Third, it’s public. Data can also transact and reside on the public blockchain, a fully decentralized blockchain environment. This is best used for auditability, compliance, and other transparency-focused blockchain benefits. While transaction time may be slower (the sheer physics of information distribution between network nodes tens of thousands of miles apart reduce chances of sub 5 second transactional success), verification and transparency of data validity is strong.

DJ: How long did the application take to develop?

Platz:FlureeDB has been in R&D for nearly three years, and we’ve been running the product for the past 6 months.

DJ: What were the main complexities for developing FlureeDB?

Platz:Decentralization and expressive rules are very challenging issues to tackle, especially to do so in an elegant way. There is as much coding time as there is hammock time to do this well.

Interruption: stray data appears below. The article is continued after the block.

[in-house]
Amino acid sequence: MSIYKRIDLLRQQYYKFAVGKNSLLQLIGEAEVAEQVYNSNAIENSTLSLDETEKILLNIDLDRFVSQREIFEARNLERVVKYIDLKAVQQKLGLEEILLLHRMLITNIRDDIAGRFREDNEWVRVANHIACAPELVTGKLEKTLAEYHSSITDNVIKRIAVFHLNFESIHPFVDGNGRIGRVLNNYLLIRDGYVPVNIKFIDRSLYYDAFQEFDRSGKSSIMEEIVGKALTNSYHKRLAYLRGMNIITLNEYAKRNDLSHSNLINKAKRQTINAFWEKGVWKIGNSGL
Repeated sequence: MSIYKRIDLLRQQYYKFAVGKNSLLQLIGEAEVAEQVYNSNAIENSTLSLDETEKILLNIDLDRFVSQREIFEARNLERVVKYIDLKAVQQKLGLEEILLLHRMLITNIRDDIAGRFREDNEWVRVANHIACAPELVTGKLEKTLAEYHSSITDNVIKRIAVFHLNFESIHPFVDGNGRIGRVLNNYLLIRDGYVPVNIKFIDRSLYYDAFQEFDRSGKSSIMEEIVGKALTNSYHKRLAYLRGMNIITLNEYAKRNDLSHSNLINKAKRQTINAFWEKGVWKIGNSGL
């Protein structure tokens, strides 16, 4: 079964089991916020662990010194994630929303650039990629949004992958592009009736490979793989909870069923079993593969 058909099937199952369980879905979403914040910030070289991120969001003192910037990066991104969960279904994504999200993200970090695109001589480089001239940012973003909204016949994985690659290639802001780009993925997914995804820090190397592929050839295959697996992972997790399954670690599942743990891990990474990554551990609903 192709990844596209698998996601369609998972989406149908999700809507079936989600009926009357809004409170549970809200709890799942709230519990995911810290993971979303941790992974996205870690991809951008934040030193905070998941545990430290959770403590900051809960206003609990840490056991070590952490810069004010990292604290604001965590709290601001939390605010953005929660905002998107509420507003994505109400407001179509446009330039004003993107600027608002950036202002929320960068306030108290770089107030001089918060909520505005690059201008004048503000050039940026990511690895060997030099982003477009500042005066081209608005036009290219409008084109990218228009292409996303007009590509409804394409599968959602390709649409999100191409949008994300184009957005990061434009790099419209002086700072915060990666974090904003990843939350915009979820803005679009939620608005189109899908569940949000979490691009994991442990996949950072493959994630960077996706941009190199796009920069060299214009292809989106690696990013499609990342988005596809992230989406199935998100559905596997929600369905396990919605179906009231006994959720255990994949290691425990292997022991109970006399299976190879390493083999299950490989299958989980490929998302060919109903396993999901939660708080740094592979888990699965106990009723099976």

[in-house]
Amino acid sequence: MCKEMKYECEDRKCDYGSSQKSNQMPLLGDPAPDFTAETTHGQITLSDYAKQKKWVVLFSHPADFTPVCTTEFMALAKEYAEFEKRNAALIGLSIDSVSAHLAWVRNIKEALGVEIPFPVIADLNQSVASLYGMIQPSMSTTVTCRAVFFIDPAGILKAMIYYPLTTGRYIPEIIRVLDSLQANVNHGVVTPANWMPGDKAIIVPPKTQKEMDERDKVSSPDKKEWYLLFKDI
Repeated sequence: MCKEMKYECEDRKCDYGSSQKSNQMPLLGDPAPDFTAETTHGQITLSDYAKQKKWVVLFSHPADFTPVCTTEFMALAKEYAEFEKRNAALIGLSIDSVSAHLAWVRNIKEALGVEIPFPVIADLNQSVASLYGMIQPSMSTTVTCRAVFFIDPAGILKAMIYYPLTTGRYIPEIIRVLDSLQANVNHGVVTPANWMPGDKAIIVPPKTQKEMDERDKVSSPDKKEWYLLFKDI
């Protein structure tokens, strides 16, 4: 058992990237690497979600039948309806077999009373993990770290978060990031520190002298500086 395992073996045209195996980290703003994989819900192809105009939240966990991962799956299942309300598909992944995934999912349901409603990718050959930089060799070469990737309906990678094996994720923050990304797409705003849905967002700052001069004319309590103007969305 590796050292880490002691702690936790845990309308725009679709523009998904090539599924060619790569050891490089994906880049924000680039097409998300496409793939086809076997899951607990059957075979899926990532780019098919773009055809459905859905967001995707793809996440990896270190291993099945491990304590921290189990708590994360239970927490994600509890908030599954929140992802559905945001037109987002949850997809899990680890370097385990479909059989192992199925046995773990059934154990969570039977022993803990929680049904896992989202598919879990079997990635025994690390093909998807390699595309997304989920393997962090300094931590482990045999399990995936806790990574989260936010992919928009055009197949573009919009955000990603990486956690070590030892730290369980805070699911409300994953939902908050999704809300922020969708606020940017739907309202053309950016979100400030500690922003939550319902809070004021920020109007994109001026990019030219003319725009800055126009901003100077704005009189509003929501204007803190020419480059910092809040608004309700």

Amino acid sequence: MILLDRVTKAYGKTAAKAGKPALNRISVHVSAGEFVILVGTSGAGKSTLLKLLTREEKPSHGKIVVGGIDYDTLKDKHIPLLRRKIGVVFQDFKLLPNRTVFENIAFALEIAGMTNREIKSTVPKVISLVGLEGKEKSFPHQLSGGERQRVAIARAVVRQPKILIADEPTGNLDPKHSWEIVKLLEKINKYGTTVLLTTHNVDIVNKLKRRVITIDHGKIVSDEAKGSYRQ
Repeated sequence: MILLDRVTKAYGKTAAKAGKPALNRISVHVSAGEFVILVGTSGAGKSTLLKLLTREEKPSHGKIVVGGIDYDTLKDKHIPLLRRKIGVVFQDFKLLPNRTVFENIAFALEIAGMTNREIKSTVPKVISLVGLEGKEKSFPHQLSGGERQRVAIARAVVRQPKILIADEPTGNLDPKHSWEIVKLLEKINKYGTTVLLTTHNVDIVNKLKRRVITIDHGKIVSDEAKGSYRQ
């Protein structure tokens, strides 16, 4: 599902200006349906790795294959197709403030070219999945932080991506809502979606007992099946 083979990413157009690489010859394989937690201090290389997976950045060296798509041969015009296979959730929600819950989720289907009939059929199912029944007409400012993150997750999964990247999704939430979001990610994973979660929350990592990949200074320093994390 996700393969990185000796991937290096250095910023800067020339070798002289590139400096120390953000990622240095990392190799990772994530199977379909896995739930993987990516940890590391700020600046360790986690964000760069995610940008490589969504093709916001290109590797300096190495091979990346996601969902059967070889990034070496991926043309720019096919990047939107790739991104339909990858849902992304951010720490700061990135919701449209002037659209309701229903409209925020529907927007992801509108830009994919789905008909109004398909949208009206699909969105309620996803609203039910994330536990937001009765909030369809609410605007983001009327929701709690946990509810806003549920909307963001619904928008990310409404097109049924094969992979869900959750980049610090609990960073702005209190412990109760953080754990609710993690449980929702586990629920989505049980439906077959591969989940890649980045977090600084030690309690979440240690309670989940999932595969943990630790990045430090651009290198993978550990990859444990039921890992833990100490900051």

DJ: Are the steps involved in running FlureeDB fully transparent?

Platz:Different business problems and their respective data sets will dictate the levels of consensus that make sense. It is important to know that full consensus is quite expensive, which is why transaction times are so long and transaction fees cost so much.

We are addressing these issues with a combination of sharding databases, along with the ability to control the level of consensus. The goal is to give your the ability to choose what makes sense for your data – and give the ability to have a single database have data that leverages multiple modes.

DJ: How have you addressed data security?

Platz:There are different aspects to security. The first which we are excited about is that through the use of a rich permission model and embeddable database functions we produce a unique database for every user automatically. They can query or transact to their heart’s content, but their database will never contain data they cannot see. This enables many applications to not only substantially reduce their needs for APIs, as many APIs are there just to enforce security, but also enables centralized security control at the source – where the data lives.